Liver first-pass metabolism differs considerably among organic nitrates, but little information exists on the mechanism of denitration of these compounds in hepatic tissue. The metabolism of nitrooxybutyl-esters of flurbiprofen and ferulic-acid, a class of organic nitrates with potential therapeutic implication in variety of different conditions, was investigated in comparison with glyceryl trinitrate (GTN) in human liver by a multiple approach, using a spontaneous metabolism-independent nitric oxide (NO) donor [3-(aminopropyl)-1-hydroxy-3-isopropyl-2-oxo-1-triazene (NOC-5)] as a reference tool. Nitrooxybutyl-esters were rapidly and quantitatively metabolized to their respective parent compounds and the organic nitrate moiety nitrooxybutyl-alcohol (NOBA). Differently from GTN, which was rapidly and completely metabolized to nitrite, NOBA was slowly metabolized to nitrate. In contrast to the spontaneous NO donor NOC-5, NOBA and GTN did not generate detectable NO and failed to suppress the activity of cytochrome P450, an enzyme known to be inhibited by NO. The direct identification of NOBA after liver metabolism targets this compound as the functional organic nitrate metabolite of nitrooxybutyl-esters. Moreover, the investigation of the pathways for denitration of NOBA and GTN suggests that organic nitrates are not primarily metabolized to NO in the liver but to different extents of nitrite or nitrate depending in their different chemical structure. Therefore, cytochrome P450-dependent metabolism of concomitant drugs is not likely to be affected by oral coadministration of organic nitrates. However, the first pass may differently affect the pharmacological profile of organic nitrates in connection with the different extent of denitration and the distinct bioactive species generated and exported from the liver (nitrate or nitrite).
Organic nitrates have been harnessed therapeutically since 1879, when glyceryl trinitrate (GTN) was first described as a remedy for angina pectoris (Murrell, 1879). GTN, acting through the liberation of nitric oxide (NO) in vascular tissue, is still widely used in the treatment of coronary artery disease and congestive heart failure (Parker and Parker, 1998). This compound is rapidly and efficiently absorbed from the mouth, leading to a rapid onset of action that is suitable for the treatment of acute angina attacks. After absorption from the mouth or the skin, GTN is rapidly denitrated by hepatic metabolism (systemic t1/2, ∼1 minute) (Needleman, 1976) to its dinitrate form (GDN), which has a higher systemic half-life (t1/2, ∼2 hours) (Needleman, 1976) but a lower potency than does GTN (Münzel et al., 2005). When GTN is given by oral route, it undergoes extensive liver first-pass metabolism (Needleman et al., 1972), leaving its dinitrate form to circulate systemically with little or no parent compound appearing in blood (Needleman, 1976; Yu et al., 1988). For this reason, GTN is administered orally only for prophylaxis purposes because of its slower onset of action and higher doses required to reach therapeutic efficacy in comparison with sublingual or transdermal administration.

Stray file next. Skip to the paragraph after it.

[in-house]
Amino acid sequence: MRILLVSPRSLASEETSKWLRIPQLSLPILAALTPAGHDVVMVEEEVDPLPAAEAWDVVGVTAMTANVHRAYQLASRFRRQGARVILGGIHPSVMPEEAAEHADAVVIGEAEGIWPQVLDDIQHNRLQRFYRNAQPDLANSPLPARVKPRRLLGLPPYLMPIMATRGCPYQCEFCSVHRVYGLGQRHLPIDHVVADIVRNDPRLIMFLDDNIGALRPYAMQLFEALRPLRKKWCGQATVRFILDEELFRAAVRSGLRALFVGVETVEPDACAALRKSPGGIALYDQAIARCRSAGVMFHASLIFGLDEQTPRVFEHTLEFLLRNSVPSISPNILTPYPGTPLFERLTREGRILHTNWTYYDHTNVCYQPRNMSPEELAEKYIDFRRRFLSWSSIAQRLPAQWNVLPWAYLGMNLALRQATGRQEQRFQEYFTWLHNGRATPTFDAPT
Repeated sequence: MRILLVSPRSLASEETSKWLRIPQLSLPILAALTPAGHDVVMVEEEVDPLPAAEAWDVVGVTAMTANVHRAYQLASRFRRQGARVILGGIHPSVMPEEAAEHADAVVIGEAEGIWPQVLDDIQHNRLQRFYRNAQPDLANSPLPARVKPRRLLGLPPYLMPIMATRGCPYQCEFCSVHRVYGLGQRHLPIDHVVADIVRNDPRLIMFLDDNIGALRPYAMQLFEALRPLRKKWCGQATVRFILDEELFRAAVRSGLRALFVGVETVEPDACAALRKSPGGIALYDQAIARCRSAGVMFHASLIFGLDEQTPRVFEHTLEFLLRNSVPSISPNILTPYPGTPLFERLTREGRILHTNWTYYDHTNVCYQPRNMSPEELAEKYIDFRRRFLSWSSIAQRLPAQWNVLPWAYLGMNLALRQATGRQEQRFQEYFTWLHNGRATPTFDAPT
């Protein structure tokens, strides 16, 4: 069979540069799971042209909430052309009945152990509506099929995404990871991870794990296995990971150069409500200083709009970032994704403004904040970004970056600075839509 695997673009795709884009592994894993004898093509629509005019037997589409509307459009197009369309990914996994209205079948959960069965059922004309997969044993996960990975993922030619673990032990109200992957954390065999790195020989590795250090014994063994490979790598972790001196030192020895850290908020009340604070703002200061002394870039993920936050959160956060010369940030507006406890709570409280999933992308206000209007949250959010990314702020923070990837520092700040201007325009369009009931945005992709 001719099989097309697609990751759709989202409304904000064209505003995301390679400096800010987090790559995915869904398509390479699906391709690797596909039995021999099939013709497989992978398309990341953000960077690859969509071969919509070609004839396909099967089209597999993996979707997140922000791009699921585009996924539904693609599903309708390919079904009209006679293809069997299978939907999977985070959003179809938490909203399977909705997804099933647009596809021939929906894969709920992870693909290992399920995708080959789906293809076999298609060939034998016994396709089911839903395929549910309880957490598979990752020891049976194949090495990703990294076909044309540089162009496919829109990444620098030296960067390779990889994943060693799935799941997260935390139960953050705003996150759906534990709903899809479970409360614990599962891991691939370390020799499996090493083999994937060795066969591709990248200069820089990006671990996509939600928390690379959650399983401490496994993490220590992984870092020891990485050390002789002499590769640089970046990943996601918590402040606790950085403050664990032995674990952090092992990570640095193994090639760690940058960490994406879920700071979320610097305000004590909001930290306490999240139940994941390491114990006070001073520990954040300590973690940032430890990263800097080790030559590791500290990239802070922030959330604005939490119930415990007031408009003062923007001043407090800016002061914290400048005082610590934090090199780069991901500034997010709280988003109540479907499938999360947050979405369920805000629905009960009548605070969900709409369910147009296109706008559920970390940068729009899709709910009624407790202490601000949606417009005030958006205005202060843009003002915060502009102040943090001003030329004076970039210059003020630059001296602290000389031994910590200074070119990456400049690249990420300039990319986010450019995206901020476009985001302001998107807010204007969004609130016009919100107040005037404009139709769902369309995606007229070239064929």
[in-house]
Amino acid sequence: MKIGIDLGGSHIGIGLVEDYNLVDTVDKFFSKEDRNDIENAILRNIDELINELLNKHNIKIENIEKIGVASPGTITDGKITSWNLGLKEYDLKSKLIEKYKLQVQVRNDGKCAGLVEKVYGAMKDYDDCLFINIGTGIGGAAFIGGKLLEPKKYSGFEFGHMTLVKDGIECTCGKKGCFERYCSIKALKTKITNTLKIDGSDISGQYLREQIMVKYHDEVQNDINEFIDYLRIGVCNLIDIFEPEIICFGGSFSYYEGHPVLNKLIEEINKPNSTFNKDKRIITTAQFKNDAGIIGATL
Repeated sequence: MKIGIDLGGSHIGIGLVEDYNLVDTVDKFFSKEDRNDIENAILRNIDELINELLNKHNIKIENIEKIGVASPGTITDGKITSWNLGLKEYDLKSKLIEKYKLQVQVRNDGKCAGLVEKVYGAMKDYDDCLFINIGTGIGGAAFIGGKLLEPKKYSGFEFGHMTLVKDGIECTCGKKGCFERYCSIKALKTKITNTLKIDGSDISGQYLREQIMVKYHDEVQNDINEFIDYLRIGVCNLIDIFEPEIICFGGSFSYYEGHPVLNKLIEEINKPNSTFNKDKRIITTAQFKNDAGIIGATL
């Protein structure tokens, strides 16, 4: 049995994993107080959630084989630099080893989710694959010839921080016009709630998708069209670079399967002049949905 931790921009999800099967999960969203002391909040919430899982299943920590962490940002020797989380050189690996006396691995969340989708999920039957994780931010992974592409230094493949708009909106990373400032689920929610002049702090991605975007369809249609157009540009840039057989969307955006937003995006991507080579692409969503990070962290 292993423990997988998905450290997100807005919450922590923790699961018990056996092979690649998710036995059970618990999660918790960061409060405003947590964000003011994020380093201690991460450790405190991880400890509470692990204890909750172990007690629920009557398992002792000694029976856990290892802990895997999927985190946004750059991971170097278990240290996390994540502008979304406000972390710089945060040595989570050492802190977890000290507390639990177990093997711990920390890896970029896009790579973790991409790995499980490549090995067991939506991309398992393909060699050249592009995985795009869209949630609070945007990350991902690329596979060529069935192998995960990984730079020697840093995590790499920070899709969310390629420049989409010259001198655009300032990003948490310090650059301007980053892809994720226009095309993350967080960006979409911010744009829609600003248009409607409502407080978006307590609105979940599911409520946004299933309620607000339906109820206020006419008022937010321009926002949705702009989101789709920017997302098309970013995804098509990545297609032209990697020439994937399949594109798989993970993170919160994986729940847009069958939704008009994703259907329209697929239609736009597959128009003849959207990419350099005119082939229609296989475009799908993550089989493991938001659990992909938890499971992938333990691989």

Efforts to increase its duration of action and prophylaxis have led to the synthesis of other organic nitrates, of which the most important is isosorbide mononitrate (ISMN). ISMN has similar pharmacological actions as GTN, but it is longer acting and it undergoes low hepatic metabolism after oral administration (Abshagen, 1992). Furthermore, the increasing realization that nitrates may represent new therapeutic agents in different areas led to the development of organic nitrates containing adjunct pharmacophores to introduce biologic properties beyond those of the parent compound (Hodosan et al., 1969; Keeble and Moore, 2002). In particular, nitrooxybutyl-ester derivatives is a novel class of hybrid organic nitrates consisting of a (-ONO2) structural unit connected via a butyl linker to the parent compound by a carboxyl-ester bond.
Although the capacity of organic nitrates to liberate NO in vascular tissue is quite well established (Mülsch et al., 1995; Kleschyov et al., 2003; Münzel et al., 2005), the exact mechanism of denitration is still a matter of debate. Moreover, whether organic nitrates are at all capable of generating NO in extravascular tissues, as for example, in the liver, is still controversial. Some studies have provided evidence for NO generation from GTN incubated in subcellular liver fractions (Servent et al., 1989; Kozlov et al., 2003), but a generalized concept (although not supported by any data) is that the liver cannot metabolize GTN to NO. Indeed, it is well established that GTN undergoes extensive hepatic metabolism, causing loss of vascular bioactivity (Needleman et al., 1972), but this does not necessarily imply that the liver is not capable of acute NO generation from GTN. A better understanding of how organic nitrates are metabolized in the liver is important when characterizing novel organic nitrates that are under development. As an example, NO has been reported to be directly and indirectly involved in the inactivation of cytochrome P450 (P450) (Khatsenko et al., 1993; Wink et al., 1993; Stadler et al., 1994), suggesting that liver P450-dependent drug metabolism may be drastically affected by oral coadministration of organic nitrates undergoing first-pass metabolism.